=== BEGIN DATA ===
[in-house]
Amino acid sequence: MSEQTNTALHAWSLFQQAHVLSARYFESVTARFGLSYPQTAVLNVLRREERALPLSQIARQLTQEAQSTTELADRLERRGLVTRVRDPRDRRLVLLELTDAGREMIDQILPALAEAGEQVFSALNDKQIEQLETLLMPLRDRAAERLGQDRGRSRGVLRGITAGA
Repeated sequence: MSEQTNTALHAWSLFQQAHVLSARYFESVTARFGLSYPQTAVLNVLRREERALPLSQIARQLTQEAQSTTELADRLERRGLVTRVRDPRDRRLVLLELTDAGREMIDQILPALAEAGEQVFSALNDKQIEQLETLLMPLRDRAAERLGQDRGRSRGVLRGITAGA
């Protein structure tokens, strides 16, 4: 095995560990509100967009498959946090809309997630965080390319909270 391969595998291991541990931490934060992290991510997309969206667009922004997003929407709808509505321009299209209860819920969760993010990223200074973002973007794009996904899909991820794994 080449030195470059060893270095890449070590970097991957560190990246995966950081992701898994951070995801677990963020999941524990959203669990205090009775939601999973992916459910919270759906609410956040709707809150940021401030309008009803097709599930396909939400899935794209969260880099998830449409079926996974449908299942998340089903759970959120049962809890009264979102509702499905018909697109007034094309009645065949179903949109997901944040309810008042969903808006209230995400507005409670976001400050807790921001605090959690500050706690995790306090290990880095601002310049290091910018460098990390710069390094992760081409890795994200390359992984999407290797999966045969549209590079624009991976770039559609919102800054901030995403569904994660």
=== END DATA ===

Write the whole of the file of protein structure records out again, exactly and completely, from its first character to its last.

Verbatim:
[in-house]
Amino acid sequence: MSEQTNTALHAWSLFQQAHVLSARYFESVTARFGLSYPQTAVLNVLRREERALPLSQIARQLTQEAQSTTELADRLERRGLVTRVRDPRDRRLVLLELTDAGREMIDQILPALAEAGEQVFSALNDKQIEQLETLLMPLRDRAAERLGQDRGRSRGVLRGITAGA
Repeated sequence: MSEQTNTALHAWSLFQQAHVLSARYFESVTARFGLSYPQTAVLNVLRREERALPLSQIARQLTQEAQSTTELADRLERRGLVTRVRDPRDRRLVLLELTDAGREMIDQILPALAEAGEQVFSALNDKQIEQLETLLMPLRDRAAERLGQDRGRSRGVLRGITAGA
């Protein structure tokens, strides 16, 4: 095995560990509100967009498959946090809309997630965080390319909270 391969595998291991541990931490934060992290991510997309969206667009922004997003929407709808509505321009299209209860819920969760993010990223200074973002973007794009996904899909991820794994 080449030195470059060893270095890449070590970097991957560190990246995966950081992701898994951070995801677990963020999941524990959203669990205090009775939601999973992916459910919270759906609410956040709707809150940021401030309008009803097709599930396909939400899935794209969260880099998830449409079926996974449908299942998340089903759970959120049962809890009264979102509702499905018909697109007034094309009645065949179903949109997901944040309810008042969903808006209230995400507005409670976001400050807790921001605090959690500050706690995790306090290990880095601002310049290091910018460098990390710069390094992760081409890795994200390359992984999407290797999966045969549209590079624009991976770039559609919102800054901030995403569904994660």